07/16/1912 American Chautauqua, Guerrilla Edtion

What was the Chautauqua? Theodore Roosevelt called it "the most American thing in America," Woodrow Wilson described it during World War I as an "integral part of the national defense," and William Jennings Bryan deemed it a "potent human factor in molding the mind of the nation." Conversely, Sinclair Lewis derided it as "nothing but wind and chaff and...the laughter of yokels," William James found it "depressing from its mediocrity," and critic Gregory Mason dismissed it as "infinitely easier than trying to think." However Chautauqua was characterized, by effete, snobbish intellectuals or ordinary people, it elicited strong reactions and emotions. (1)

The original Chautauqua occurred during 1874 in western New York state on Lake Chautauqua. The program initially focused on training Sunday school teachers but quickly expanded its range, including a summer camp for families that promised "education and uplift," as well as offering the first correspondence degree program in the United States.

Within a decade independent Chautauquas, often called assemblies, sprang up across the country. As with the early lyceum movements and Chautauqua assemblies, the stated goal of the Circuit Chautauqua's was "to offer challenging, informational, and inspirational stimulation to rural and small-town America." (2).

Soon a spirited competition among the most popular performers arose so that  many of the Chautauquas turned to the Lyceum Bureaus for help in booking their talent. Keith Vawter, a Redpath Lyceum Bureau manager and later manager of one of the Chautauqua circuits, organized a series of touring Chautauquas, where each performer or group was assigned to a definite day on the program throughout the touring season. The Circuit Chautauquas began in 1904 and by the 1910s could be found almost everywhere. At its peak in the mid-1920s, circuit Chautauqua performers and lecturers appeared in more than 10,000 communities in 45 states to audiences totaling 45 million people.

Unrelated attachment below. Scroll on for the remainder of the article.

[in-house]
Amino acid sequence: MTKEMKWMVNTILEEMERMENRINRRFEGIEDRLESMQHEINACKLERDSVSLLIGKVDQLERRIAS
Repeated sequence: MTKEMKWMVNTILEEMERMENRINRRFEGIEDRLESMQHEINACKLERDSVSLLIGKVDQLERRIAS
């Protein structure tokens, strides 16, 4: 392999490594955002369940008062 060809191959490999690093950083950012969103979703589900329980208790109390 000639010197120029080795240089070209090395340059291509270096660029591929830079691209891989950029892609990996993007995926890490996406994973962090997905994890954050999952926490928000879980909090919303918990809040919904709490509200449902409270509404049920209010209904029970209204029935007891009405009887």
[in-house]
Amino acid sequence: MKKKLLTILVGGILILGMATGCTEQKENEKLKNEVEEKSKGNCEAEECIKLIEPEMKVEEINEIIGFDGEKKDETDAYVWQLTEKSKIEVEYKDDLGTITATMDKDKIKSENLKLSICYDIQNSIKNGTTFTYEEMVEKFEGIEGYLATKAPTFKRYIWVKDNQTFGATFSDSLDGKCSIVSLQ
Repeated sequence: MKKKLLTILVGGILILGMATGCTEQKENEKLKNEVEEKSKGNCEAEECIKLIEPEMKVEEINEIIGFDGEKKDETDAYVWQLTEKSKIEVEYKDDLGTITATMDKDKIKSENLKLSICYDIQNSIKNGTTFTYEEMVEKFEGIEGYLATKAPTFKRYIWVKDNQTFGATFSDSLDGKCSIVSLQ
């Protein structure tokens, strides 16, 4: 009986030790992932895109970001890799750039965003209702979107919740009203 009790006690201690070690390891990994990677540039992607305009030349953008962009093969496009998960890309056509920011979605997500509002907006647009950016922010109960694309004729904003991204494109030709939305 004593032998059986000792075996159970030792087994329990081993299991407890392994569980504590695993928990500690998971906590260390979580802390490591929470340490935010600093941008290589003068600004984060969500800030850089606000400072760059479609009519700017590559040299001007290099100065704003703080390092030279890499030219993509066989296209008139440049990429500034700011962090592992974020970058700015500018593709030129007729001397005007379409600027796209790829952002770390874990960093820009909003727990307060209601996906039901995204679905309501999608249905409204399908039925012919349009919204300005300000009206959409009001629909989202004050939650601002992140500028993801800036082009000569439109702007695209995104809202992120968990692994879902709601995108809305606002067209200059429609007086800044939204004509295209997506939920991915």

Lecturers were the backbone of the Chautauqua. Every topic from current events to travel to human interest to comic storytelling could be heard on the Circuits. Music was also a staple on the circuits, and bands were particularly popular. Readers, elocutionists, and plays could be found as part of the program, although "theater" (a performance of plays by actors in make-up and costume) did not enter the repertoire until 1913.

William Jennings Bryan was far and away the most popular of all Chautauqua attractions. Bryan was the dominant force in the liberal wing of the Democratic Party, having stood as its candidate for president of the United States in 1896, 1900, and 1908.

A unique Chautauqua which took place on July 16, 1912, titled the "Quantrill Chautauqua." As documented in "Convict Life at the Minnesota State Prison," there was a Chautauqua-Circle in the prison. During his time in that prison, Thomas Coleman (Cole) Younger was first introduced to the Chautauqua.

According to a brochure, "The Great Cole Younger & Frank James Historical Wild West Show” and a 1909 catalog entitled "Lyceumite & Talent," Cole joined the Chautauqua lecture circuit in 1909. (3)

This image published for the first time indicates Cole was still part of the circuit as late as July 1912. In this image taken on July 16, 1912, to record the 1st annual meeting of the Independence Missouri Chautauqua Association, William Jennings Bryan is seated in the first row center, he is wearing a dark suit with a white hat, and a little girl dressed in white sailor suit sits upon his knee. The second person to his right is Cole Younger, wearing a white hat and a black neck tie.